Bennett, from Victoria, underwent a battery of tests in recent weeks and is expected to begin radiation therapy in the coming days, Swimming Canada said Tuesday.
"It's been a month of working through the diagnosis, now we're actively seeking early treatments," national team physician Steve Keeler said in a release. "It's come on quite suddenly. People associate lung cancer with bad habits, but that's not the case at all. There's a small subset of people who develop lung cancer who aren't smokers.
"Randy has been diagnosed with a malignancy that's going to require in-hospital care for the foreseeable future. It will involve both radiotherapy and chemotherapy."
Bennett, 51, served as national team coach at the 2012 London Olympics and has coached Canada's top senior teams at every major international competition since 2009. He has been with the High Performance Centre-Victoria since 2008 and worked with two-time Olympic medallist Ryan Cochrane, 2013 world championship medallist Hilary Caldwell and 2012 Olympian Alec Page.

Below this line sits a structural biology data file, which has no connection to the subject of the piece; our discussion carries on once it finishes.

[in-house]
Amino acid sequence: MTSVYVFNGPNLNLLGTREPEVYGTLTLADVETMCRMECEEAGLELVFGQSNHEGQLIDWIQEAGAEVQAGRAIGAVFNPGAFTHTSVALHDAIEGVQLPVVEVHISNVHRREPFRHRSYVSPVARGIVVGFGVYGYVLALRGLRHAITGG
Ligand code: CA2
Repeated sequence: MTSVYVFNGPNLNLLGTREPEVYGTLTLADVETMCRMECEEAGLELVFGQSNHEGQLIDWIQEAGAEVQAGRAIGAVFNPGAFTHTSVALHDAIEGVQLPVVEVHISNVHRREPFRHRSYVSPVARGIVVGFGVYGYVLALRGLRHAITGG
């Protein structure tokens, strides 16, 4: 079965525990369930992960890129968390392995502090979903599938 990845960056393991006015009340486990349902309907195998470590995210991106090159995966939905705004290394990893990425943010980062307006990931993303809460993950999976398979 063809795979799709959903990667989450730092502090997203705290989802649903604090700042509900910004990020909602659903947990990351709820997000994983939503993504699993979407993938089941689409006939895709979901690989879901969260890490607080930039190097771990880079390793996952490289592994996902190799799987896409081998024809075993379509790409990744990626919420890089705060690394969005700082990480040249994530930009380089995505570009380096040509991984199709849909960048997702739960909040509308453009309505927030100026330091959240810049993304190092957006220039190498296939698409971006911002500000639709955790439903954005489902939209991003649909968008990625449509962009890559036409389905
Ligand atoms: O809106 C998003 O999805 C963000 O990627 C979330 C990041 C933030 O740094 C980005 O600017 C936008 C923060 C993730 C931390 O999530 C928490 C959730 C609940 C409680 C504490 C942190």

"I think it's important people realize I'm not lying in bed curled up in a ball," Bennett said. "I am OK. It is what it is. You deal with it. I'm not rolling over. My expectation is that I'm going to get through this."
Keeler has been acting as Bennett's primary physician of late, working alongside a team of specialists.
"I'm impressed with how he's managing this," Keeler said. "I sat with him for two hours Saturday night watching hockey, sharing some stories and lots of smiles. He's most concerned about family, friends and his athletes.
"If he responds well to the first round of treatment we anticipate he'll be back in his normal role in the swimming community as a parent and coach within the next couple of months."
Bennett began his coaching career in Fort McMurray, Alta., in 1982.